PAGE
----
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Coronavirus is making the economy ill, and it’s likely to get worse

Credit card and travel stocks are down, hotels in Asia are empty and the Tokyo Olympics may get called off. Is the widespread anxiety rooted in reality?

Summary

Coronavirus’s potential effect on consumer spending and global growth has stoked fears of a new Great Recession. The stock market is tanking, tourism in Asia is grinding to a halt and the global supply chain has been disrupted. But is this widespread anxiety rooted in reality?

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Credit card stocks are tanking even more than the broader market during this week’s coronavirus-induced sell-off.

As of midday Friday, American Express was down 16% for the week, Discover was down 14% and Mastercard and Visa had both fallen 11% (compared with 10% for the S&P 500).

Card companies are especially sensitive to consumer spending and confidence. That has made them excellent investments throughout the past decade’s economic expansion – over the past 10 years, Visa’s stock is up about 1,000% and Mastercard’s has surged nearly 700% while the S&P 500 rose 155% – but all of a sudden, fears about consumer spending and global growth are sparking comparisons to the Great Recession.

But how much of this is anxiety and how much is reality?

See related: Coronavirus: Can credit card travel insurance help?

Coronavirus and consumer spending: What we know

Higher consumer spending accounted for 80% of America’s real GDP growth in 2019, according to the White House. In China, the world’s second-largest economy, the figure was more like 60%, McKinsey & Company reported.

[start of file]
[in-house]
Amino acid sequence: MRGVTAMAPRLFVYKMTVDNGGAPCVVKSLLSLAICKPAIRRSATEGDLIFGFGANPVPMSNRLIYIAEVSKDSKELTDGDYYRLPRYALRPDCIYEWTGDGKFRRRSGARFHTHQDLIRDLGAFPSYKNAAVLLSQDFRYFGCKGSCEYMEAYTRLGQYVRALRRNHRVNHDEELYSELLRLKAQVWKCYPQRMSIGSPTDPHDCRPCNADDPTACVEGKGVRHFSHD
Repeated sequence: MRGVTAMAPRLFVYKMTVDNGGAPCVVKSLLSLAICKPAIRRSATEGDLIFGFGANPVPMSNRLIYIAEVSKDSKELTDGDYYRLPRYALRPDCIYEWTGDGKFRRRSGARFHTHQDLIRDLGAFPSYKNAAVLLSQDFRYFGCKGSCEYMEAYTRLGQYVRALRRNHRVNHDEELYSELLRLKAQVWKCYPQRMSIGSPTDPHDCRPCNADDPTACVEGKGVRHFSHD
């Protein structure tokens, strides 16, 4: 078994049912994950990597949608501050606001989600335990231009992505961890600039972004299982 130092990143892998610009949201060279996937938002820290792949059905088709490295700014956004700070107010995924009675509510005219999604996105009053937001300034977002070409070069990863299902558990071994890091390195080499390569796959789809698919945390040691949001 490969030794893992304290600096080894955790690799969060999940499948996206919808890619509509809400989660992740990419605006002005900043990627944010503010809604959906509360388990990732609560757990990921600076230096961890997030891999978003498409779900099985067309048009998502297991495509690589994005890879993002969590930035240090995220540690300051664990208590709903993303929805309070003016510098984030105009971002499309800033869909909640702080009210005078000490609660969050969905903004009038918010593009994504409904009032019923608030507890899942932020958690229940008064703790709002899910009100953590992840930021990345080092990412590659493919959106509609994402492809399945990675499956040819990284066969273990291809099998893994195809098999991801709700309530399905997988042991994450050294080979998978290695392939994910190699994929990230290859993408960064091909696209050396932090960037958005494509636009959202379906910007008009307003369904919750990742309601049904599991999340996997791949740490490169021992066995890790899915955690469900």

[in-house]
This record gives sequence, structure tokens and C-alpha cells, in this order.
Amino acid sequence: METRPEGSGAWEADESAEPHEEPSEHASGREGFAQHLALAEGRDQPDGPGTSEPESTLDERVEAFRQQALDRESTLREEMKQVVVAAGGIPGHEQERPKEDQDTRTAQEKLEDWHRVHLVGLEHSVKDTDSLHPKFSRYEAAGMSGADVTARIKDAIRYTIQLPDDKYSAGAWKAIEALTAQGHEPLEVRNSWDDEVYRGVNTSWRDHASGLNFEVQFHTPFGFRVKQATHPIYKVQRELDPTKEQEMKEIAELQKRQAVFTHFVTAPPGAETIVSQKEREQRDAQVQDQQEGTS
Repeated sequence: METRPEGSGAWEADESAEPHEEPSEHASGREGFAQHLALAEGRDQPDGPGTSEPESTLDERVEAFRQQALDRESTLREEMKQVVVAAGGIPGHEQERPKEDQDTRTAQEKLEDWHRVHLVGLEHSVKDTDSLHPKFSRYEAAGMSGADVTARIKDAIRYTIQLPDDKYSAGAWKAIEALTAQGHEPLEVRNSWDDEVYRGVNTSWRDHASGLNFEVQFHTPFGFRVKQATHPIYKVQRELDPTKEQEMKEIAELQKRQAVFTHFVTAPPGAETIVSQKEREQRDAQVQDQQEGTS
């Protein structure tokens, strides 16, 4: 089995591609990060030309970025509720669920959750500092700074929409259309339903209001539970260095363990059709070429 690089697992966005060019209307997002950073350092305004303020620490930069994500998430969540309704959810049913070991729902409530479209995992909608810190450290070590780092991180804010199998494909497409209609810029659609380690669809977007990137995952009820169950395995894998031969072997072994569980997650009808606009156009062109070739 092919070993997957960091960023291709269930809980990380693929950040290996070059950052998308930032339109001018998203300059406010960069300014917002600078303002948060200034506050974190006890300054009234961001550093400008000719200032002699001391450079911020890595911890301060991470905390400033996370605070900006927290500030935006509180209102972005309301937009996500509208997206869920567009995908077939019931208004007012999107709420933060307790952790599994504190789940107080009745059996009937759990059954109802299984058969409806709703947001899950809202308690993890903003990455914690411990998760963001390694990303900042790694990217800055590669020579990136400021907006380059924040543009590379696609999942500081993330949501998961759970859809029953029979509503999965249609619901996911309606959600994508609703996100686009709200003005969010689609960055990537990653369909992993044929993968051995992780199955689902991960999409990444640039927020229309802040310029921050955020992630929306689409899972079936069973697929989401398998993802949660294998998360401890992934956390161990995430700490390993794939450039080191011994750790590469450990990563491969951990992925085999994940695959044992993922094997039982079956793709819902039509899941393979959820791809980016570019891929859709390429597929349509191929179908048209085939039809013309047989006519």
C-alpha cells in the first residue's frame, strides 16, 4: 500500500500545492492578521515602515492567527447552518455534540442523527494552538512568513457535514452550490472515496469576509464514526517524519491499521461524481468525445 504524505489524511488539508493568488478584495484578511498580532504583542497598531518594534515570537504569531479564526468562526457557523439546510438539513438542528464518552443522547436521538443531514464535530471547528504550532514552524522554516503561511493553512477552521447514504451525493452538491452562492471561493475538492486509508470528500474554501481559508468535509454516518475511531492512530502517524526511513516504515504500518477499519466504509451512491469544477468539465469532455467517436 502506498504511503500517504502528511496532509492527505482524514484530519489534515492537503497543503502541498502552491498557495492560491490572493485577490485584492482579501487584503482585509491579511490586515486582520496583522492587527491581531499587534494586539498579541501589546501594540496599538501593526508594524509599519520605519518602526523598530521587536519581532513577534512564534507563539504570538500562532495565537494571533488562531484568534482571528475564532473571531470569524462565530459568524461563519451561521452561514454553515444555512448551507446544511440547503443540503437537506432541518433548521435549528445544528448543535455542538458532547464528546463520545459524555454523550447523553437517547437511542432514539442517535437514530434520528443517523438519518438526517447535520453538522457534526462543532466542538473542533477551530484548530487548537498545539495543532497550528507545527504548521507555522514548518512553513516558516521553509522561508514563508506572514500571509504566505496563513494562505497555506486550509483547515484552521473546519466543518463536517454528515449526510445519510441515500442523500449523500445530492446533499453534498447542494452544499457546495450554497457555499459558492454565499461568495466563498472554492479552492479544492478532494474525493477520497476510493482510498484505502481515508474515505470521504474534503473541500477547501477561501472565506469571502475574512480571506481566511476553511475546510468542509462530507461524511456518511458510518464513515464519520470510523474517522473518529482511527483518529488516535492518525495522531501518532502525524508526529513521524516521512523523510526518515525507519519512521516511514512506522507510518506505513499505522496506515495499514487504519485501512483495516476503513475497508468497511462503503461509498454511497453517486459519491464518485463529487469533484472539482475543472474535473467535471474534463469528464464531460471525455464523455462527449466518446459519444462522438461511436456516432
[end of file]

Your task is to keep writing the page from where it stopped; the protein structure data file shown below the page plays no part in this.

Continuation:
If people aren’t traveling, going out to eat and spending money in other ways, businesses feel it, and they feel it fast. Goldman Sachs warned on Thursday that coronavirus may wipe out all corporate profit growth this year and could lead to a global recession.

Since COVID-19 – the coronavirus strain that has everyone on edge – originated in Asia back in December, we have the most data from that market. And it’s depressing – Macau’s hotel occupancy rate declined 97% from early January to early February and Hong Kong’s fell 64%, the hospitality data company STR stated.

Shanghai Disneyland and Hong Kong Disneyland have been closed since the last week of January, with no word on when they might reopen, and Tokyo Disney Resorts announced a two-week closure on Friday. Even the tourist attractions that have remained open in China, Japan and other nearby countries have seen sharp drop-offs in visitors.

The global supply chain has also been affected since China is such a manufacturing powerhouse. For example, Apple believes it will fall short of its second-quarter guidance because of production slowdowns related to COVID-19. Meanwhile, travel stocks have been hammered worst of all: American Airlines is down 22% this week, Carnival Cruise Line 21% and United Airlines 19%, to name a few.

See related: Trip canceled? Your credit card may reimburse you

Why are we freaking out about coronavirus – and not the flu?

I’m more afraid of the economic and societal impacts of COVID-19 than the medical side of things.